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Policy Coordination in a Federal State: Lessons from the Canadian Covid-19 Vaccine Implementation Experience

Resource type
Thesis type
(Project) M.A.
Date created
2022-10-14
Authors/Contributors
Abstract
Why were some components of Canadian Covid-19 vaccine policy design effectively coordinated across federal-provincial-territorial (F/P/T) levels while others were not? Effective coordination of F/P/T policy is a central challenge to Canadian federalism. The Covid-19 vaccine rollout was subject to F/P/T coordination process failures which this paper examines as a symptom of ineffective intergovernmental health policy network management. Using network management and procedural policy tool design theories, this paper examines F/P/T policy coordination and executive network management activity in Health Canada and Transport Canada during the first 18 months of the pandemic. Through hypothesis coding and archival analysis, this paper finds that the Council of Health Ministers was underutilized as a horizontally collaborative network manager in coordinating invasive Covid-19 vaccine policies. In addition, it finds that collaborative executive horizontal network management is an effective and viable tool for increasing F/P/T coordination and harmonizing national policy mixtures with minimal P/T jurisdiction infringement.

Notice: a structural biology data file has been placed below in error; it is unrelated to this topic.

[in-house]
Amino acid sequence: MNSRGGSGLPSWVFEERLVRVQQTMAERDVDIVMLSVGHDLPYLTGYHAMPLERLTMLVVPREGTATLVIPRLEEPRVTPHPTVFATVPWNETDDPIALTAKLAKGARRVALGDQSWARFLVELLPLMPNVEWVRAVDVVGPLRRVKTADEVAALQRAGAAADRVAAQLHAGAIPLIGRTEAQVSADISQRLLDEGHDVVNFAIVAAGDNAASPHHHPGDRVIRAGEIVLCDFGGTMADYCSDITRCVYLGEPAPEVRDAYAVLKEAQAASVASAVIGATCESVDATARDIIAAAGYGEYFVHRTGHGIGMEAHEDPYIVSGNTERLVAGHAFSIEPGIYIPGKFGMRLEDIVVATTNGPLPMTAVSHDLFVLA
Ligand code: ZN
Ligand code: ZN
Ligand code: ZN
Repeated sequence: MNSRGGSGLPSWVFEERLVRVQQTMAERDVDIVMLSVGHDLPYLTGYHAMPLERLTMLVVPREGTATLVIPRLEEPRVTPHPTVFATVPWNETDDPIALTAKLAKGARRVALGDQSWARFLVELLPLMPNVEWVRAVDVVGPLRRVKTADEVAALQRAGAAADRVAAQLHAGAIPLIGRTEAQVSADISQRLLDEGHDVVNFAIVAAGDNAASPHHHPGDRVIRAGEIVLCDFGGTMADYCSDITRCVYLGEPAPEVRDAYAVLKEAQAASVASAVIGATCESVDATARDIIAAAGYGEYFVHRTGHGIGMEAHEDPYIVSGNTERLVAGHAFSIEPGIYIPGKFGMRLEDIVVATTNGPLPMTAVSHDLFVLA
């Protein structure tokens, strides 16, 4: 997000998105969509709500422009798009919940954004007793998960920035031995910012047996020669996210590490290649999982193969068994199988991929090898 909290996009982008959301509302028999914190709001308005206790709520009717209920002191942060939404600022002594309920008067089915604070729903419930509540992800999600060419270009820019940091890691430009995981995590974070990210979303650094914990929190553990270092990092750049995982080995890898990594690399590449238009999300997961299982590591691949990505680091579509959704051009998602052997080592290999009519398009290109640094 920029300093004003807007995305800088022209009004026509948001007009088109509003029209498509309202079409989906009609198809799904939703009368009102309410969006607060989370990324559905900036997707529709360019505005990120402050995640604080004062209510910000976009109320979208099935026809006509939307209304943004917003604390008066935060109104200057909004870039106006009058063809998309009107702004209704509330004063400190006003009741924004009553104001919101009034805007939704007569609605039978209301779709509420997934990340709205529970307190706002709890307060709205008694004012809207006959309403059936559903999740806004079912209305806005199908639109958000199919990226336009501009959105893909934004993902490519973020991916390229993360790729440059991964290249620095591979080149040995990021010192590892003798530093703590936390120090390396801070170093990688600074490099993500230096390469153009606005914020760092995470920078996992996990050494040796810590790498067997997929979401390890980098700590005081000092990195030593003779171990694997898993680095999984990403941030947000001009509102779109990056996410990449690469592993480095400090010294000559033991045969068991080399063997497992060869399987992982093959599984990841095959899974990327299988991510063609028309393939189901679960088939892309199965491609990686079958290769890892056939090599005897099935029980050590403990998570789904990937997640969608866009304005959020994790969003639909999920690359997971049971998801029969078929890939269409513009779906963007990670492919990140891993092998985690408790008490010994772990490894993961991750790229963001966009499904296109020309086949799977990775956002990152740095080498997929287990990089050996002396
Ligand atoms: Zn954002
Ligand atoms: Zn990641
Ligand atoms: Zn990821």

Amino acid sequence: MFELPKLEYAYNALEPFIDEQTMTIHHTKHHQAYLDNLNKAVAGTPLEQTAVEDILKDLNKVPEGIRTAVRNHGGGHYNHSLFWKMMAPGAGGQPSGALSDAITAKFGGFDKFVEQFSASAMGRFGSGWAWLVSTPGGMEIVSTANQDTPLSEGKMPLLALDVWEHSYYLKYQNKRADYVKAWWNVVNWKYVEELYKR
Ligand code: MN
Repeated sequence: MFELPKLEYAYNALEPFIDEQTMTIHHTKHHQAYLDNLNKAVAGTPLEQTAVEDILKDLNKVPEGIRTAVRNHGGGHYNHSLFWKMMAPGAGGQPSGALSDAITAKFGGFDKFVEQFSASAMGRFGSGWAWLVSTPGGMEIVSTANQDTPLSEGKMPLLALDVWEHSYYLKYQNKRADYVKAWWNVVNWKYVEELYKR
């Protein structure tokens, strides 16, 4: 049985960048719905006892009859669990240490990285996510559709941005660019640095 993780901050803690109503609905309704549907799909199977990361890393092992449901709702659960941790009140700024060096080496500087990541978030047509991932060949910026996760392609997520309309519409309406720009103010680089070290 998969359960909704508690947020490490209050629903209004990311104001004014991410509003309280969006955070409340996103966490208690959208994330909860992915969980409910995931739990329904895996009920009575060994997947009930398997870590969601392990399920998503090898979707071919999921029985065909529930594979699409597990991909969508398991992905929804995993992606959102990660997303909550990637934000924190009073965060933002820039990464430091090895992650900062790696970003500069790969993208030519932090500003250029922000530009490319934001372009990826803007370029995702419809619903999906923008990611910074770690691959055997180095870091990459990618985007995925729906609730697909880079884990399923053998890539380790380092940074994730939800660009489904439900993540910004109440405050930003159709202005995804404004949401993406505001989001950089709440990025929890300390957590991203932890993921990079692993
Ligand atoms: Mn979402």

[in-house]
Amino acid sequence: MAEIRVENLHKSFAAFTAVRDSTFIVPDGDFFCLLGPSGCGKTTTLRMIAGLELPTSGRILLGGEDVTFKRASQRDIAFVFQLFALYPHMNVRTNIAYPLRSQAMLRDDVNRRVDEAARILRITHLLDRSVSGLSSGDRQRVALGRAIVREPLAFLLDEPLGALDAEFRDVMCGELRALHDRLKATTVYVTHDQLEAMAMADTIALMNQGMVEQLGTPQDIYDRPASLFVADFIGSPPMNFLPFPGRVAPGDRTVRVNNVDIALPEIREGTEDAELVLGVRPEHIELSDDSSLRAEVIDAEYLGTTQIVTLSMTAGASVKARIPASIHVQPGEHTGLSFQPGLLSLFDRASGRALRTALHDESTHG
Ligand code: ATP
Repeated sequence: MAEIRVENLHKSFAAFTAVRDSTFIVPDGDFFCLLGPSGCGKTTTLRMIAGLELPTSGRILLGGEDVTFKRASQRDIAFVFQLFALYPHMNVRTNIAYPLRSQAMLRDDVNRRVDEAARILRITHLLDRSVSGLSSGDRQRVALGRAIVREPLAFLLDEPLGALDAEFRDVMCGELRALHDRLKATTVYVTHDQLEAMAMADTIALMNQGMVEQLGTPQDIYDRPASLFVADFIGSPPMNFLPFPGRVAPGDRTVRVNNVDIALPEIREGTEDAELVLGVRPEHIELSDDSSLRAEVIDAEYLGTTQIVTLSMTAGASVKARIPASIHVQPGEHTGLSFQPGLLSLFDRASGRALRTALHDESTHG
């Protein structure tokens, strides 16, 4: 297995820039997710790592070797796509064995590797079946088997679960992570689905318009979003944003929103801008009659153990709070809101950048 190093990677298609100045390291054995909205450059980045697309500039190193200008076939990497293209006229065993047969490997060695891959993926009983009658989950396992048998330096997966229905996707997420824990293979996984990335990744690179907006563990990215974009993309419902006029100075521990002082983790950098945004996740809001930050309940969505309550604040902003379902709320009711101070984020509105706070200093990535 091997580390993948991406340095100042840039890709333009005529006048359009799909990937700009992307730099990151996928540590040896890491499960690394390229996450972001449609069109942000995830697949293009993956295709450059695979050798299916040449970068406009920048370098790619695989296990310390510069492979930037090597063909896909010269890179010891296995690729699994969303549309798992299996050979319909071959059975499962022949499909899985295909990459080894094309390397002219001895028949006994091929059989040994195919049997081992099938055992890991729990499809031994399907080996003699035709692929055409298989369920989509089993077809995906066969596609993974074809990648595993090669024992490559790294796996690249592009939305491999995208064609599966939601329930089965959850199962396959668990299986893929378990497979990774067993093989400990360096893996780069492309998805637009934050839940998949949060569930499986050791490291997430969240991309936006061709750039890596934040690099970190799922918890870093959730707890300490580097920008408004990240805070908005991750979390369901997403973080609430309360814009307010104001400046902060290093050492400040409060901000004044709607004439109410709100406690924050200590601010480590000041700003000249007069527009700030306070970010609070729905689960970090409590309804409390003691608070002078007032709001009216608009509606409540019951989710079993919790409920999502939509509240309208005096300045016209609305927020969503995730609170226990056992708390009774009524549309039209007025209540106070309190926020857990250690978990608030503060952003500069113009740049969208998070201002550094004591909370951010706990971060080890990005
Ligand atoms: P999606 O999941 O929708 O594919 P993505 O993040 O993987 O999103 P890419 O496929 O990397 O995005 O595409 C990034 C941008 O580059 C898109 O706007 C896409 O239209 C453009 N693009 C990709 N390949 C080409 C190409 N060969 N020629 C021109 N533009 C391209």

Document
Extent
50 pages.
Identifier
etd22257
Copyright statement
Copyright is held by the author(s).
Permissions
This thesis may be printed or downloaded for non-commercial research and scholarly purposes.
Supervisor or Senior Supervisor
Thesis advisor: Dobuzinskis, Laurent
Language
English
Member of collection
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